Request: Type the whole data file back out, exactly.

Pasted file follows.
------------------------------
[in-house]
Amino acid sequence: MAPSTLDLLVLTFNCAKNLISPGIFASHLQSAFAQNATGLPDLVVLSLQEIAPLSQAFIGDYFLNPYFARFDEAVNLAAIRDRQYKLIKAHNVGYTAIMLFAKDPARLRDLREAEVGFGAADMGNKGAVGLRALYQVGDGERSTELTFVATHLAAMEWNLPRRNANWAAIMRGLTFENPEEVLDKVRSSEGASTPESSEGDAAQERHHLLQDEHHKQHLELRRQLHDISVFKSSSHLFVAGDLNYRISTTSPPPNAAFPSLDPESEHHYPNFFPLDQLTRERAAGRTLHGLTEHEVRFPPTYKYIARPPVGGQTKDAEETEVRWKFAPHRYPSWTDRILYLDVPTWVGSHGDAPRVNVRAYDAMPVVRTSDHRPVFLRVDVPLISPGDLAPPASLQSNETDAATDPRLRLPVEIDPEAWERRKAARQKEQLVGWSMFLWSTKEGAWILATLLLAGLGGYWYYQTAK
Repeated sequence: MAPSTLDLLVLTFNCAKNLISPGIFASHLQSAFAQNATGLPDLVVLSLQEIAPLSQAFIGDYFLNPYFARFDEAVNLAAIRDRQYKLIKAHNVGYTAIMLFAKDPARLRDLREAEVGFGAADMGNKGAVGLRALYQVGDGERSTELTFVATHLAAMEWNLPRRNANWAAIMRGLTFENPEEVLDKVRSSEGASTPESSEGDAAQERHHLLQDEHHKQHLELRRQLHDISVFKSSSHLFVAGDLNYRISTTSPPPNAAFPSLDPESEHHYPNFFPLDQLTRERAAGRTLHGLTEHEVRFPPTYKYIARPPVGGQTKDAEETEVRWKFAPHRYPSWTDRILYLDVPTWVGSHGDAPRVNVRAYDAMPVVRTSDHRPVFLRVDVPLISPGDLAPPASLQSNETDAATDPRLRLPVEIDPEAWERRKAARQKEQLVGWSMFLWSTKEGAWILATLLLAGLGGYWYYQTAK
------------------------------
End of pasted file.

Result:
[in-house]
Amino acid sequence: MAPSTLDLLVLTFNCAKNLISPGIFASHLQSAFAQNATGLPDLVVLSLQEIAPLSQAFIGDYFLNPYFARFDEAVNLAAIRDRQYKLIKAHNVGYTAIMLFAKDPARLRDLREAEVGFGAADMGNKGAVGLRALYQVGDGERSTELTFVATHLAAMEWNLPRRNANWAAIMRGLTFENPEEVLDKVRSSEGASTPESSEGDAAQERHHLLQDEHHKQHLELRRQLHDISVFKSSSHLFVAGDLNYRISTTSPPPNAAFPSLDPESEHHYPNFFPLDQLTRERAAGRTLHGLTEHEVRFPPTYKYIARPPVGGQTKDAEETEVRWKFAPHRYPSWTDRILYLDVPTWVGSHGDAPRVNVRAYDAMPVVRTSDHRPVFLRVDVPLISPGDLAPPASLQSNETDAATDPRLRLPVEIDPEAWERRKAARQKEQLVGWSMFLWSTKEGAWILATLLLAGLGGYWYYQTAK
Repeated sequence: MAPSTLDLLVLTFNCAKNLISPGIFASHLQSAFAQNATGLPDLVVLSLQEIAPLSQAFIGDYFLNPYFARFDEAVNLAAIRDRQYKLIKAHNVGYTAIMLFAKDPARLRDLREAEVGFGAADMGNKGAVGLRALYQVGDGERSTELTFVATHLAAMEWNLPRRNANWAAIMRGLTFENPEEVLDKVRSSEGASTPESSEGDAAQERHHLLQDEHHKQHLELRRQLHDISVFKSSSHLFVAGDLNYRISTTSPPPNAAFPSLDPESEHHYPNFFPLDQLTRERAAGRTLHGLTEHEVRFPPTYKYIARPPVGGQTKDAEETEVRWKFAPHRYPSWTDRILYLDVPTWVGSHGDAPRVNVRAYDAMPVVRTSDHRPVFLRVDVPLISPGDLAPPASLQSNETDAATDPRLRLPVEIDPEAWERRKAARQKEQLVGWSMFLWSTKEGAWILATLLLAGLGGYWYYQTAK